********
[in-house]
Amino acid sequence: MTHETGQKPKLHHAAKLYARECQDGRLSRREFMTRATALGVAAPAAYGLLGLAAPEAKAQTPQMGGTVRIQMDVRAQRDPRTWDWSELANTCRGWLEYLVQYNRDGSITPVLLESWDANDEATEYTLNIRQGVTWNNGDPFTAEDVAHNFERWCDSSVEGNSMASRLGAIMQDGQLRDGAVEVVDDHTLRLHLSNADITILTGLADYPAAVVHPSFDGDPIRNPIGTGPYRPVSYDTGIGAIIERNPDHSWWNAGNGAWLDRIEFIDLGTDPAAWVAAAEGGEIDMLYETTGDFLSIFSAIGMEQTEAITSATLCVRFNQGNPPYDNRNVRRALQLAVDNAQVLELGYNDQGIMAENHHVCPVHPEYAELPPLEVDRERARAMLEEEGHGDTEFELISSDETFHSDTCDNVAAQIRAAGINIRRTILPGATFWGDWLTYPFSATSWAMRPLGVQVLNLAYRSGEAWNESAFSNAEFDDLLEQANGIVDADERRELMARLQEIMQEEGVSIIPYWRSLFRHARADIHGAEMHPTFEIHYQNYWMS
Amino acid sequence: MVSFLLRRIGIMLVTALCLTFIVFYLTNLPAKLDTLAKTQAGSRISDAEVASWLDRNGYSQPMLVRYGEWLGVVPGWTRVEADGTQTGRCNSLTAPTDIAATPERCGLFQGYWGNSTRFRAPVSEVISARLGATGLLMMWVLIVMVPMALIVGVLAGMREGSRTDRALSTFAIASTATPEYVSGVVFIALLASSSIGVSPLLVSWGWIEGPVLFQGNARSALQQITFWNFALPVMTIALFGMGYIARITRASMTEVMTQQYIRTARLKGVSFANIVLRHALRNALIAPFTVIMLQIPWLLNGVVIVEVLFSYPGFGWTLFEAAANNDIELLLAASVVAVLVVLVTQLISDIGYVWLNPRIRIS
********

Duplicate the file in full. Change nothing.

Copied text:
[in-house]
Amino acid sequence: MTHETGQKPKLHHAAKLYARECQDGRLSRREFMTRATALGVAAPAAYGLLGLAAPEAKAQTPQMGGTVRIQMDVRAQRDPRTWDWSELANTCRGWLEYLVQYNRDGSITPVLLESWDANDEATEYTLNIRQGVTWNNGDPFTAEDVAHNFERWCDSSVEGNSMASRLGAIMQDGQLRDGAVEVVDDHTLRLHLSNADITILTGLADYPAAVVHPSFDGDPIRNPIGTGPYRPVSYDTGIGAIIERNPDHSWWNAGNGAWLDRIEFIDLGTDPAAWVAAAEGGEIDMLYETTGDFLSIFSAIGMEQTEAITSATLCVRFNQGNPPYDNRNVRRALQLAVDNAQVLELGYNDQGIMAENHHVCPVHPEYAELPPLEVDRERARAMLEEEGHGDTEFELISSDETFHSDTCDNVAAQIRAAGINIRRTILPGATFWGDWLTYPFSATSWAMRPLGVQVLNLAYRSGEAWNESAFSNAEFDDLLEQANGIVDADERRELMARLQEIMQEEGVSIIPYWRSLFRHARADIHGAEMHPTFEIHYQNYWMS
Amino acid sequence: MVSFLLRRIGIMLVTALCLTFIVFYLTNLPAKLDTLAKTQAGSRISDAEVASWLDRNGYSQPMLVRYGEWLGVVPGWTRVEADGTQTGRCNSLTAPTDIAATPERCGLFQGYWGNSTRFRAPVSEVISARLGATGLLMMWVLIVMVPMALIVGVLAGMREGSRTDRALSTFAIASTATPEYVSGVVFIALLASSSIGVSPLLVSWGWIEGPVLFQGNARSALQQITFWNFALPVMTIALFGMGYIARITRASMTEVMTQQYIRTARLKGVSFANIVLRHALRNALIAPFTVIMLQIPWLLNGVVIVEVLFSYPGFGWTLFEAAANNDIELLLAASVVAVLVVLVTQLISDIGYVWLNPRIRIS